REVIEW: Proxima (2019)

proxima_posterSarah (Eva Green) is a French astronaut in training for a lengthy stay aboard the International Space Station – a final test before a multi-national expedition lands humans on Mars. Accepting the mission – the dream of a lifetime – means leaving her eight year-old daughter Stella (Zélie Boulant-Lemesle) behind with Sarah’s ex-partner Thomas (Lars Eidinger). Is it a price Sarah is prepared to accept?

From writer/director Alice Winocour (and co-writer Jean-Stéphane Bron) comes Proxima, a smart and powerful character drama that combines a feminist fight to gain parity in a male-dominated industry with an emotional struggle to balance a career and one’s personal ambitions with the responsibility and joy of motherhood. It is as deeply grounded in reality – many scenes were shot in actual European Space Agency facilities – as it is grounded in its characters. For its entire lead cast the film acts as an excellent showcase; for star Eva Green it offers a spotlight for a proper tour-de-force.

There have been plenty of films made about space exploration, usually based on or inspired by true stories: Apollo 13, First Man, The Right Stuff, Gargarin: First in Space, and so on. Proxima offers a fresh point of view from multiple directions. First, it focuses on a woman becoming an astronaut rather than a man. Secondly, it focuses on the training process rather than a space mission. Finally, it fully embraces the challenges of engaging in such extreme and actively dangerous work while simultaneously raising a family. While it is true earlier space films have acknowledged astronauts’ wives and children, they have rarely been profiled as clearly.

The training aspects of the film are presented with a solid sense of accuracy and realism. The use of actual facilities and apparatus provide a welcome authenticity and are, in themselves, fascinating to observe. Heading into space is serious business, and Proxima pulls no punches in showcasing the workplace pressure, emotional strain, and the potential for personal conflict that arises.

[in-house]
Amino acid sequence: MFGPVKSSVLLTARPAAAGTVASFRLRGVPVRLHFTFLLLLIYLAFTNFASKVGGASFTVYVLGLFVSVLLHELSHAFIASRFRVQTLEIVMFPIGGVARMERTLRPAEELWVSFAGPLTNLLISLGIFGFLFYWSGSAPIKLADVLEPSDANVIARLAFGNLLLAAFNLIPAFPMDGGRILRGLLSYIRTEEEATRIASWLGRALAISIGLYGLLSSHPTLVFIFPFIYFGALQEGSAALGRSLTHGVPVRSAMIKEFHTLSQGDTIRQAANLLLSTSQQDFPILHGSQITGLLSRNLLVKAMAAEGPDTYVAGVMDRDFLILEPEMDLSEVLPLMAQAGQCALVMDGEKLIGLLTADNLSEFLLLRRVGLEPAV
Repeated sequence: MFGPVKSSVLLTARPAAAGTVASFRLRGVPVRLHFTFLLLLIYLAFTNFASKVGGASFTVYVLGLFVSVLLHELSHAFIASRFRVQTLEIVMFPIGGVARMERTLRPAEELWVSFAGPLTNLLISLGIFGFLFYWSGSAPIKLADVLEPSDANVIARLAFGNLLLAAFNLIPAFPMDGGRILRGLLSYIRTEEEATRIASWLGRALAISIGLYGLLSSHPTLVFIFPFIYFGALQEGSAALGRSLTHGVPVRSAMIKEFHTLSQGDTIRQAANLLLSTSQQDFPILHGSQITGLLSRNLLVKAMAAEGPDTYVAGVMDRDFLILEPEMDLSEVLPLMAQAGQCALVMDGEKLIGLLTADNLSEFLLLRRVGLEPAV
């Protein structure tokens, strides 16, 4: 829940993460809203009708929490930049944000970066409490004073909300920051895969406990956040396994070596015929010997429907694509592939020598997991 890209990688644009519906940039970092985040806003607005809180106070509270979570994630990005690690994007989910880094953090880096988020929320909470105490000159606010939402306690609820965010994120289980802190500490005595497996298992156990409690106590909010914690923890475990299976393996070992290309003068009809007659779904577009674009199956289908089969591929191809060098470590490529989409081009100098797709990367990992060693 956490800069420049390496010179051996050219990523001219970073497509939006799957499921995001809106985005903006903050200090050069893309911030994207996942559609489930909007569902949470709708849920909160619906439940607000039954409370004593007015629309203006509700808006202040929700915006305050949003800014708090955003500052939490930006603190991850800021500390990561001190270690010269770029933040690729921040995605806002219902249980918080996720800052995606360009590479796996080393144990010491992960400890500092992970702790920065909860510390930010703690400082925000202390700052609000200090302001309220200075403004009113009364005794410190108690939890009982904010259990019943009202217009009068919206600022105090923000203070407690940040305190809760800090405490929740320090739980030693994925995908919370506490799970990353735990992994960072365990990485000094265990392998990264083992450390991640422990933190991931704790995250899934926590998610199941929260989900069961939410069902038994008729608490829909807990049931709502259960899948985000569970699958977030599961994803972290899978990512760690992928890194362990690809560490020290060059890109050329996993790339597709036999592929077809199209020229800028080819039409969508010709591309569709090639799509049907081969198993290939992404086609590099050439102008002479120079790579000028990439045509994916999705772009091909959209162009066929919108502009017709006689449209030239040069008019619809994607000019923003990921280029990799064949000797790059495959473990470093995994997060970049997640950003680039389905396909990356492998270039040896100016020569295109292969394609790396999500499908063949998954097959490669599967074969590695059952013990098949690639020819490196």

Matt Dillon is a very welcome inclusion in the film as Mike, the commander of Sarah’s ISS mission. He is American, and presents himself as brash, somewhat impatient, and seemingly less-than-convinced of Sarah’s ability to emotionally handle herself. Winocaur gives his character room to develop, however, so that as his various facets are revealed he becomes increasingly sympathetic. Aleksey Fateev is also eminently enjoyable as Anton, the Russian third member of the mission crew.

Zélie Boulant-Lemesle is yet another juvenile marvel – I feel every decade the quality of child actors in cinema gets better. Stella is a surprisingly complex character for a child to play. She is simultaneously immensely proud of her father and deeply resentful of her absence. The love is clear and the hurt is palpable. She and Green work with each other tremendously well: they are the core of the film, and their relationship is very effective.

Green, of course, is superb. She successfully balances Sarah’s strength and resolve, her brittle insecurities, her love and selfishness, and her painful self-doubt. Green has always been an effective and hugely charismatic actor through the likes of Casino Royale and Penny Dreadful. Even in otherwise poor fare like 300: Rise of an Empire and Tim Burton’s woefully misjudged Dumbo remake Green remains eminently watchable. Proxima seems most likely her best performance to date.

Proxima briefly screened at this year’s French Film Festival in Australia before COVID-19 saw it shut down. It is now available on DVD from Madman Entertainment.

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